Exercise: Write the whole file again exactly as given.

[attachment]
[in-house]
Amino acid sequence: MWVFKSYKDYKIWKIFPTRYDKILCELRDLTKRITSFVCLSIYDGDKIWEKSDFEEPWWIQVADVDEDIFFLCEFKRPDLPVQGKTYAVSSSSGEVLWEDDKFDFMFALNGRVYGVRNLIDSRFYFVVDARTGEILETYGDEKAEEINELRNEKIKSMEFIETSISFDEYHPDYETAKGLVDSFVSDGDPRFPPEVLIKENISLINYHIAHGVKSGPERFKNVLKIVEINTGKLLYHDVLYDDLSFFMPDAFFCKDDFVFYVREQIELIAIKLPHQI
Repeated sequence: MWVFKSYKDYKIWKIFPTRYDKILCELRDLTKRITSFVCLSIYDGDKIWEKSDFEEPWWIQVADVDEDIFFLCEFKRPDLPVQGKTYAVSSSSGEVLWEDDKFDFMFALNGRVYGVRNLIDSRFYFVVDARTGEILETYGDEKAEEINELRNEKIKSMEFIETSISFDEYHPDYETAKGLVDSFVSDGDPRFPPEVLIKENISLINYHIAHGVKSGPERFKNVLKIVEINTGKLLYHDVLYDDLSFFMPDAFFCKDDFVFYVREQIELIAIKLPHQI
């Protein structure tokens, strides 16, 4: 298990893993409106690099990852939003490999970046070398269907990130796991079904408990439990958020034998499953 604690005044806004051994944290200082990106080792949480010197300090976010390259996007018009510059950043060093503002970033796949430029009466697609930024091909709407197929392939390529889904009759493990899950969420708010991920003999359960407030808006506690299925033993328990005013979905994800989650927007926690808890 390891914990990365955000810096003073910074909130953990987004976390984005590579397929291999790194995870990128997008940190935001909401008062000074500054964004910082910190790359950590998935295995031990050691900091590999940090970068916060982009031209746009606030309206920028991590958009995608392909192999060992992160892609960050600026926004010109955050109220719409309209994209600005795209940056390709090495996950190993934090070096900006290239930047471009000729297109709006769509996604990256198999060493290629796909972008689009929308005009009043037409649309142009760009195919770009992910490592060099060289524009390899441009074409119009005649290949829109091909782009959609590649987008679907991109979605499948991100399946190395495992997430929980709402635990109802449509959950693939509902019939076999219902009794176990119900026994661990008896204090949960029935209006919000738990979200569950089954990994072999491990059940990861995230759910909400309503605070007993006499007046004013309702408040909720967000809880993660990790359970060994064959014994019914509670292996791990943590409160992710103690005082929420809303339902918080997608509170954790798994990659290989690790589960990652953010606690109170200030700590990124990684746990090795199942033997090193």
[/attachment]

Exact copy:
[in-house]
Amino acid sequence: MWVFKSYKDYKIWKIFPTRYDKILCELRDLTKRITSFVCLSIYDGDKIWEKSDFEEPWWIQVADVDEDIFFLCEFKRPDLPVQGKTYAVSSSSGEVLWEDDKFDFMFALNGRVYGVRNLIDSRFYFVVDARTGEILETYGDEKAEEINELRNEKIKSMEFIETSISFDEYHPDYETAKGLVDSFVSDGDPRFPPEVLIKENISLINYHIAHGVKSGPERFKNVLKIVEINTGKLLYHDVLYDDLSFFMPDAFFCKDDFVFYVREQIELIAIKLPHQI
Repeated sequence: MWVFKSYKDYKIWKIFPTRYDKILCELRDLTKRITSFVCLSIYDGDKIWEKSDFEEPWWIQVADVDEDIFFLCEFKRPDLPVQGKTYAVSSSSGEVLWEDDKFDFMFALNGRVYGVRNLIDSRFYFVVDARTGEILETYGDEKAEEINELRNEKIKSMEFIETSISFDEYHPDYETAKGLVDSFVSDGDPRFPPEVLIKENISLINYHIAHGVKSGPERFKNVLKIVEINTGKLLYHDVLYDDLSFFMPDAFFCKDDFVFYVREQIELIAIKLPHQI
């Protein structure tokens, strides 16, 4: 298990893993409106690099990852939003490999970046070398269907990130796991079904408990439990958020034998499953 604690005044806004051994944290200082990106080792949480010197300090976010390259996007018009510059950043060093503002970033796949430029009466697609930024091909709407197929392939390529889904009759493990899950969420708010991920003999359960407030808006506690299925033993328990005013979905994800989650927007926690808890 390891914990990365955000810096003073910074909130953990987004976390984005590579397929291999790194995870990128997008940190935001909401008062000074500054964004910082910190790359950590998935295995031990050691900091590999940090970068916060982009031209746009606030309206920028991590958009995608392909192999060992992160892609960050600026926004010109955050109220719409309209994209600005795209940056390709090495996950190993934090070096900006290239930047471009000729297109709006769509996604990256198999060493290629796909972008689009929308005009009043037409649309142009760009195919770009992910490592060099060289524009390899441009074409119009005649290949829109091909782009959609590649987008679907991109979605499948991100399946190395495992997430929980709402635990109802449509959950693939509902019939076999219902009794176990119900026994661990008896204090949960029935209006919000738990979200569950089954990994072999491990059940990861995230759910909400309503605070007993006499007046004013309702408040909720967000809880993660990790359970060994064959014994019914509670292996791990943590409160992710103690005082929420809303339902918080997608509170954790798994990659290989690790589960990652953010606690109170200030700590990124990684746990090795199942033997090193």